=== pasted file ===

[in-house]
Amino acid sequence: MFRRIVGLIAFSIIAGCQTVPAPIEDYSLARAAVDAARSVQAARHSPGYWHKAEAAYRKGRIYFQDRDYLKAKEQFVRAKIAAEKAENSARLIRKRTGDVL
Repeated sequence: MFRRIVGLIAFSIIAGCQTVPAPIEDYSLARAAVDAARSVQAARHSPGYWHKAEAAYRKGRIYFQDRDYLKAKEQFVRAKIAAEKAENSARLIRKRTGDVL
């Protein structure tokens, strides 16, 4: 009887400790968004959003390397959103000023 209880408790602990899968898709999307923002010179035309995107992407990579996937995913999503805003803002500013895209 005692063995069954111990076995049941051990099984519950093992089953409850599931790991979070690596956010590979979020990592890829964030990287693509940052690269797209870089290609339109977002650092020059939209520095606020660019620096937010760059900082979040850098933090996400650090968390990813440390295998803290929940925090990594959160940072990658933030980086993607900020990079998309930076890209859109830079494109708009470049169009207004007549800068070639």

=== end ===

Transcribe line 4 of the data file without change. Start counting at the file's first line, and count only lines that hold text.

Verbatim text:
């Protein structure tokens, strides 16, 4: 009887400790968004959003390397959103000023 209880408790602990899968898709999307923002010179035309995107992407990579996937995913999503805003803002500013895209 005692063995069954111990076995049941051990099984519950093992089953409850599931790991979070690596956010590979979020990592890829964030990287693509940052690269797209870089290609339109977002650092020059939209520095606020660019620096937010760059900082979040850098933090996400650090968390990813440390295998803290929940925090990594959160940072990658933030980086993607900020990079998309930076890209859109830079494109708009470049169009207004007549800068070639």